Every area in Egypt had its own creation myth, usually featuring the most prominent locally-worshipped deity as the god responsible. However, the most widespread of them all was the myth of the Ogdoad, the first gods who created the first matter out of nothingness, and then withdrew to watch things unfold. This being my personal favorite, it is the one presented here.
In the beginning, all was darkness. Then the Ogdoad awoke, Nun and Naunet, Hu and Haunet, Ku and Kauket, and Amun and Amaunet. Together they caused a hill to rise out of the first waters. On this hill was an egg, and from this egg, the god Atum, the all-father, was born.
The Ogdoad withdrew to watch how the world would unfold. Atum was alone, then. He spat upon the ground, and from this his son Shu and his daughter Tefnut arose. Atum blessed Shu and Tefnut and gave them great power. To Shu he gave dominion over the air and sky, and to Tefnut he gave dominion over moisture. Together they began to separate the land from the water, and the sky from the world.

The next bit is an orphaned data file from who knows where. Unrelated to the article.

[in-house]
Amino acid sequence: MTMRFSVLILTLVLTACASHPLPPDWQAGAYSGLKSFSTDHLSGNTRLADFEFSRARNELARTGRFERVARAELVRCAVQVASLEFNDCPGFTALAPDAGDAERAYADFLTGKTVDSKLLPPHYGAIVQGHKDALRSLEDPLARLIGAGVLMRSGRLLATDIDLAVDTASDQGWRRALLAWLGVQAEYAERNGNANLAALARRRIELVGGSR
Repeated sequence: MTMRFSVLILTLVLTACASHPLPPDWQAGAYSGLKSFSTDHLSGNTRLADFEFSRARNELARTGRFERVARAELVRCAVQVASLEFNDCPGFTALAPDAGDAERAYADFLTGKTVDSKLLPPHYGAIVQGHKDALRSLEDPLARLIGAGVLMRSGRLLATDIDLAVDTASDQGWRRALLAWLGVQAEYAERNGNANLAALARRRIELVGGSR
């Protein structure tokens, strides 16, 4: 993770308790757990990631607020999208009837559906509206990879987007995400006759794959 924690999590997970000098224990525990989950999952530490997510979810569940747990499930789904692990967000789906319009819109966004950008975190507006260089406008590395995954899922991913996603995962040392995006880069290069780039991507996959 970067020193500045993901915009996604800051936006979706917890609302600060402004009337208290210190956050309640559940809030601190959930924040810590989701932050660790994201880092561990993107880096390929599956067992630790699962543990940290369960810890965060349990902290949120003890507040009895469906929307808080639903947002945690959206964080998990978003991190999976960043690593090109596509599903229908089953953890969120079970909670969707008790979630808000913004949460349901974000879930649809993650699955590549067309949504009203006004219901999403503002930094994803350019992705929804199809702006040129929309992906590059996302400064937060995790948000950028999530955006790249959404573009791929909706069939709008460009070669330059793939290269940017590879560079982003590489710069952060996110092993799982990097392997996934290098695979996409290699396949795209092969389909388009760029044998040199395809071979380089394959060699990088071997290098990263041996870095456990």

During this, however, Shu and Tefnut became lost in the chaotic darkness, for they had not the power of Atum to overcome it. Atum tore out his all-seeing eye and bade it look for them and bring them back. In its place he grew a new eye. Shu and Tefnut soon returned with the eye, which Atum took and placed in his crown so that he could see all. It is this eye that rests on the crown of the pharaoh, the Udjat Eye.
Atum was filled with joy at seeing his children and he wept great tears. When they hit the ground, life sprang up all over the land. Shu took Tefnut for his wife, and she bore Geb and Nut. Geb became the god of the earth and Nut became the goddess of the firmament, standing over him with Shu and Tefnut holding her up.
Nut bore the gods Osiris and Set and the goddesses Isis and Nephthys to her brother-husband Geb. They became the first gods and goddesses of the world and of men, while the others became the great gods of the earth and sky.
The Creation by Marie Parsons